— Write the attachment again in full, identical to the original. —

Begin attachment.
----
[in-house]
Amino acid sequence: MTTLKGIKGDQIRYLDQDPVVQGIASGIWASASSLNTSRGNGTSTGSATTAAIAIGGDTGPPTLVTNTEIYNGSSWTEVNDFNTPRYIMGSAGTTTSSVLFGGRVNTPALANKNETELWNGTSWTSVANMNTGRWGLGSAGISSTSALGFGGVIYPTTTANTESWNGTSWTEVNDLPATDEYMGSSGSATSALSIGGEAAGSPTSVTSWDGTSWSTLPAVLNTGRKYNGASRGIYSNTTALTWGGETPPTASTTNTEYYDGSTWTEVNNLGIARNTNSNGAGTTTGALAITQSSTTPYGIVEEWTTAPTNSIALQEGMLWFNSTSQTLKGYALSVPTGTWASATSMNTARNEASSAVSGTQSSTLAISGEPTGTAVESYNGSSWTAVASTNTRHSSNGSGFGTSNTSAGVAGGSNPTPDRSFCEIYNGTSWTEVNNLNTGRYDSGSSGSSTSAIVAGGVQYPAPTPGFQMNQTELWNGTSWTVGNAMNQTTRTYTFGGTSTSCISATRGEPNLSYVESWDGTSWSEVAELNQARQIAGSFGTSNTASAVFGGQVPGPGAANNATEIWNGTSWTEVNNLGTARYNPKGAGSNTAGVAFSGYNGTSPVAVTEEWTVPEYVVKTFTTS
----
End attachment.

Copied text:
[in-house]
Amino acid sequence: MTTLKGIKGDQIRYLDQDPVVQGIASGIWASASSLNTSRGNGTSTGSATTAAIAIGGDTGPPTLVTNTEIYNGSSWTEVNDFNTPRYIMGSAGTTTSSVLFGGRVNTPALANKNETELWNGTSWTSVANMNTGRWGLGSAGISSTSALGFGGVIYPTTTANTESWNGTSWTEVNDLPATDEYMGSSGSATSALSIGGEAAGSPTSVTSWDGTSWSTLPAVLNTGRKYNGASRGIYSNTTALTWGGETPPTASTTNTEYYDGSTWTEVNNLGIARNTNSNGAGTTTGALAITQSSTTPYGIVEEWTTAPTNSIALQEGMLWFNSTSQTLKGYALSVPTGTWASATSMNTARNEASSAVSGTQSSTLAISGEPTGTAVESYNGSSWTAVASTNTRHSSNGSGFGTSNTSAGVAGGSNPTPDRSFCEIYNGTSWTEVNNLNTGRYDSGSSGSSTSAIVAGGVQYPAPTPGFQMNQTELWNGTSWTVGNAMNQTTRTYTFGGTSTSCISATRGEPNLSYVESWDGTSWSEVAELNQARQIAGSFGTSNTASAVFGGQVPGPGAANNATEIWNGTSWTEVNNLGTARYNPKGAGSNTAGVAFSGYNGTSPVAVTEEWTVPEYVVKTFTTS